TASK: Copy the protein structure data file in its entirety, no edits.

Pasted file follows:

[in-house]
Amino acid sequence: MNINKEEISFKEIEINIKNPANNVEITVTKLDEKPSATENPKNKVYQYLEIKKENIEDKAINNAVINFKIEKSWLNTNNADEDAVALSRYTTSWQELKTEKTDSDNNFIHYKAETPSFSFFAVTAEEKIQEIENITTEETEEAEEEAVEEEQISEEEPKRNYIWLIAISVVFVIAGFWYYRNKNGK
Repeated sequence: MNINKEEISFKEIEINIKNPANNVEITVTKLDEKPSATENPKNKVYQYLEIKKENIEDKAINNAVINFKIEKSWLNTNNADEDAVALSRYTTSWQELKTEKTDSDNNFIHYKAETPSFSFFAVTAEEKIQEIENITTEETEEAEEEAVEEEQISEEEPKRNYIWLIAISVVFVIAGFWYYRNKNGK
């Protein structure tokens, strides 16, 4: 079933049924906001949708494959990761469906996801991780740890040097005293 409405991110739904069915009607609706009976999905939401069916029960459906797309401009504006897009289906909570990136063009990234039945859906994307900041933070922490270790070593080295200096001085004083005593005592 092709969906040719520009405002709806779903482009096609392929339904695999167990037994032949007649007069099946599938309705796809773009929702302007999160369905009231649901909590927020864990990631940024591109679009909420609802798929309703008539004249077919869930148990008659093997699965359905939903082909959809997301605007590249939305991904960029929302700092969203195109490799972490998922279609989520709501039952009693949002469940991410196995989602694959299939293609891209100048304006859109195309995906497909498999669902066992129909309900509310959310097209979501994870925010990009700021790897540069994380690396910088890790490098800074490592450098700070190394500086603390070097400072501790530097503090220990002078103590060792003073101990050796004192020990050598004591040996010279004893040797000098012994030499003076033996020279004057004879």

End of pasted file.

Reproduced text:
[in-house]
Amino acid sequence: MNINKEEISFKEIEINIKNPANNVEITVTKLDEKPSATENPKNKVYQYLEIKKENIEDKAINNAVINFKIEKSWLNTNNADEDAVALSRYTTSWQELKTEKTDSDNNFIHYKAETPSFSFFAVTAEEKIQEIENITTEETEEAEEEAVEEEQISEEEPKRNYIWLIAISVVFVIAGFWYYRNKNGK
Repeated sequence: MNINKEEISFKEIEINIKNPANNVEITVTKLDEKPSATENPKNKVYQYLEIKKENIEDKAINNAVINFKIEKSWLNTNNADEDAVALSRYTTSWQELKTEKTDSDNNFIHYKAETPSFSFFAVTAEEKIQEIENITTEETEEAEEEAVEEEQISEEEPKRNYIWLIAISVVFVIAGFWYYRNKNGK
């Protein structure tokens, strides 16, 4: 079933049924906001949708494959990761469906996801991780740890040097005293 409405991110739904069915009607609706009976999905939401069916029960459906797309401009504006897009289906909570990136063009990234039945859906994307900041933070922490270790070593080295200096001085004083005593005592 092709969906040719520009405002709806779903482009096609392929339904695999167990037994032949007649007069099946599938309705796809773009929702302007999160369905009231649901909590927020864990990631940024591109679009909420609802798929309703008539004249077919869930148990008659093997699965359905939903082909959809997301605007590249939305991904960029929302700092969203195109490799972490998922279609989520709501039952009693949002469940991410196995989602694959299939293609891209100048304006859109195309995906497909498999669902066992129909309900509310959310097209979501994870925010990009700021790897540069994380690396910088890790490098800074490592450098700070190394500086603390070097400072501790530097503090220990002078103590060792003073101990050796004192020990050598004591040996010279004893040797000098012994030499003076033996020279004057004879």